Russia’s current petrol shortage, which is affecting several regions including Tomsk, Belgorod and Voronezh, and which resulted in an embargo on refined petrol exports late last month as prices escalated, has contributed to a 25-40% rise in costs for vehicle deliveries in the St Petersburg and Moscow oblasts over the last three to four months.
The rise is also affected by the spike in business and the scarcity in delivery resources in the country, leading one major OEM active in the country to state they had not seen price escalation on the present scale since 2006/7 when the market was approaching its peak.
Oil companies in Russia have blamed the fuel shortages on government support for car sales, which have grown 60-70% in the first months of 2011 compared to 2010. However, given that vehicles sold under Russia’s scrappage scheme replaced older vehicles with more fuel-efficient models, that accusation is questionable.
The fuel shortages are more likely a direct result of those same oil companies diverting sales from the Russian market to others to take advantage of ‘free market’ higher prices, according to Alexander Rogan, director of CIS at emergency logistics provider Priority Freight.
“This speculative sale of a commodity has pushed a populist government into making a public demonstration of power,” he said. “The ruling party has seen its popularity slip by 40% in the last 12 months and, given the 2012 election, they want to arrest that slide. Oil company executives are the temporary equivalent of the UK’s bankers.”
So far the fuel shortages have not led to any delivery failures amongst Russian operators serving the automotive industry. According to Alexander Larin, CEO of Russian finished vehicle carrier, Rolf SCS, this is because the majority of logistics companies, including Rolf SCS, have corporate contracts with major fuel companies.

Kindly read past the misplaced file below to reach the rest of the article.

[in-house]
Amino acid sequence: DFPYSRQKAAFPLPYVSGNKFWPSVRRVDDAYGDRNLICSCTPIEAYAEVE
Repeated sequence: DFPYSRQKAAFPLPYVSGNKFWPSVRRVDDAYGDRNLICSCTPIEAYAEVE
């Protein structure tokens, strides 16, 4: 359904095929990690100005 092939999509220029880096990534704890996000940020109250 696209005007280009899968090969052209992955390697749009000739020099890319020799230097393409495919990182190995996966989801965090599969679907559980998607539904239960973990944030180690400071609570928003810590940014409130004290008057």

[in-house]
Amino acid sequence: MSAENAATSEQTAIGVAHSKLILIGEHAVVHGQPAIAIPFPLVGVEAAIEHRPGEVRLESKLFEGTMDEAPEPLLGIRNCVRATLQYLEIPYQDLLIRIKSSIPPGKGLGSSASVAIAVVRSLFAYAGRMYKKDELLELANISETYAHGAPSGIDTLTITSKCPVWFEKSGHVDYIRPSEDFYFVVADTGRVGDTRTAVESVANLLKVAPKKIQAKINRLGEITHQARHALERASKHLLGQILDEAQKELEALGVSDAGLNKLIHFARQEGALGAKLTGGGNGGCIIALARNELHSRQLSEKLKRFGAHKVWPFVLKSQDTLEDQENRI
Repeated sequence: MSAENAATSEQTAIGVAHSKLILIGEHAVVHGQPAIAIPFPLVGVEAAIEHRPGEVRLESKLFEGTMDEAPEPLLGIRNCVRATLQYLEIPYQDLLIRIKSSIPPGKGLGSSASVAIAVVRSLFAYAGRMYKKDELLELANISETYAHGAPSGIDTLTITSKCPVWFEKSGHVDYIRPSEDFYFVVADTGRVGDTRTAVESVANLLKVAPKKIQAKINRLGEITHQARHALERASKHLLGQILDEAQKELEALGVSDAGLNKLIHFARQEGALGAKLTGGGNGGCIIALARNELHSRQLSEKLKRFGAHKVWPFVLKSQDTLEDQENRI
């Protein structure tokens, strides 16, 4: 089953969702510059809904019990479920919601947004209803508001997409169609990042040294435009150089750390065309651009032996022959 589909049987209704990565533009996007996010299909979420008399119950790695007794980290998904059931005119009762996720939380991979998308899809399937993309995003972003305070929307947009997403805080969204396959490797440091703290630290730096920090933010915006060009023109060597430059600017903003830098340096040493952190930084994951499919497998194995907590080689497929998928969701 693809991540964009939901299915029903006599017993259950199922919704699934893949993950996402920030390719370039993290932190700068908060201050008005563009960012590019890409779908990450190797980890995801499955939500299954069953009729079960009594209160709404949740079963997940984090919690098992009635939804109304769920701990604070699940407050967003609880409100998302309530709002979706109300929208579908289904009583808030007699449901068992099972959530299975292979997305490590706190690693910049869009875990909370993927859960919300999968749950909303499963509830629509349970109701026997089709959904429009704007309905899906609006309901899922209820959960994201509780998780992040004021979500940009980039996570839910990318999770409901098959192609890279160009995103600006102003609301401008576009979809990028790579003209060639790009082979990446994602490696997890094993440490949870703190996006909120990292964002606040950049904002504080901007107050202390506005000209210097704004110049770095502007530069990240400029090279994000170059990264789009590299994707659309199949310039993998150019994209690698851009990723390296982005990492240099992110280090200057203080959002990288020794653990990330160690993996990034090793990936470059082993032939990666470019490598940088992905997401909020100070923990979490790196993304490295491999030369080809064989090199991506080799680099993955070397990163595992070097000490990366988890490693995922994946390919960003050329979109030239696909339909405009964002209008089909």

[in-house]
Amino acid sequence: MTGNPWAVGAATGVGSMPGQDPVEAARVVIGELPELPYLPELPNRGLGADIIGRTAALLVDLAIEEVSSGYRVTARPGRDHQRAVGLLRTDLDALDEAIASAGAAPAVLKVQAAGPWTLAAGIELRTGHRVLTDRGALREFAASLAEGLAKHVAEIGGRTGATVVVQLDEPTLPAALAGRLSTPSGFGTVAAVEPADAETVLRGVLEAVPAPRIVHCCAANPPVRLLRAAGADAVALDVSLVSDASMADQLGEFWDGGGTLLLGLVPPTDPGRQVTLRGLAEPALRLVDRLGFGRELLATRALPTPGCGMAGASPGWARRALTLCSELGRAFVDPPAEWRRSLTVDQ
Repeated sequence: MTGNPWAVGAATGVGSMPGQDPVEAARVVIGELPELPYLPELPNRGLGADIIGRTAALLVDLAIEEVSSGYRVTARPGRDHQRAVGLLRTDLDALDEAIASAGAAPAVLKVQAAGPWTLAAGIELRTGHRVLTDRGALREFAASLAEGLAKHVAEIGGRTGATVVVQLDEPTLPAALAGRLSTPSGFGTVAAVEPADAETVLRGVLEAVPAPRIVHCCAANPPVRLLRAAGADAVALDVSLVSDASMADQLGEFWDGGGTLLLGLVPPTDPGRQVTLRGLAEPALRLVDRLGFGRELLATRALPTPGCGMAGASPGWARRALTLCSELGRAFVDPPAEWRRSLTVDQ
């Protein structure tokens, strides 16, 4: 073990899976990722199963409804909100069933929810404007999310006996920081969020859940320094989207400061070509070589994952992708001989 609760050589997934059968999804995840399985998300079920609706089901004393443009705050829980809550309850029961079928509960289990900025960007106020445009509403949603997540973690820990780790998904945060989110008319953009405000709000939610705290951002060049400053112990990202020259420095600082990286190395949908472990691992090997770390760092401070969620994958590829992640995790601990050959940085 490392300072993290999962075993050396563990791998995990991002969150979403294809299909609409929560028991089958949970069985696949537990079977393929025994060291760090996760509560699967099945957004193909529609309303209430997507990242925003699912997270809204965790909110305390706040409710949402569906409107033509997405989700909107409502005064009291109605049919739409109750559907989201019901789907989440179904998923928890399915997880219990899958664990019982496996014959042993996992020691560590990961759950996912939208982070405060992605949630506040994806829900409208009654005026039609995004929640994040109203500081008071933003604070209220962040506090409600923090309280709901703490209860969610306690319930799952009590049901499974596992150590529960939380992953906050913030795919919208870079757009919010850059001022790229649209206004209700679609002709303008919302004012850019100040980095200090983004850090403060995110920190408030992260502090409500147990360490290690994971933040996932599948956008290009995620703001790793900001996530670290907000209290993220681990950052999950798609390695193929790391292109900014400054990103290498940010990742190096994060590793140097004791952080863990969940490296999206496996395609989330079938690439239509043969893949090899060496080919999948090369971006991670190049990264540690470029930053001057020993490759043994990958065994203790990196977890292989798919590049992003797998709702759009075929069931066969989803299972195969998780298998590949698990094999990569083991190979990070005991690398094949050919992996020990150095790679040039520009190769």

“It means that fuel companies ‘reserve’ fuel for their corporate clients according to the committed volumes and provide them with the fuel needed in full measure on a daily basis,” Larin told Automotive Logistics News.
And now that the Russian government has imposed an embargo on exports of oil, and prices are dropping again, the impact on delivery costs from this angle will ease.
But the increase in delivery costs is also being affected by a lack of capacity as sales of vehicles have rebounded. Unlike transport companies operating in other sectors and using less specialist equipment, finished vehicle carriers were unable to find new markets or clients when the economy took a dive. Many went out of business in Q4 2008 and there is a serious shortfall in capacity now that volumes are up.
“Following the finished vehicle logistics operators failing between 2008 and 2011, there is now a 30% shortfall in required capacity in the Russian market,” said Rogan. “As OEMs are still not giving long-term contracts that mirror the investment in equipment, the surviving operators are not investing.”
Rather, these surviving providers are collaborating in the deployment of existing assets. This is a response, not only to OEM calls for their providers to collaborate during the crisis, but also to the perceived lack of support shown by those OEMs at that time according to one industry insider.
As opposed to risking further investment providers are sharing and benefiting from the 25-40% increase in charges as volumes rise.
So the call for collaboration from the OEMs, something that was stressed at last year’s Automotive Logistics conference in St Petersburg, Russia, is now something that is costing them dearly.
“Perhaps they should have been more careful,” said Rogan. “Sometimes you get exactly what you ask for.”  
The next Automotive Logistics Russia conference will be held in Moscow between 14-16 June this year. More details are available here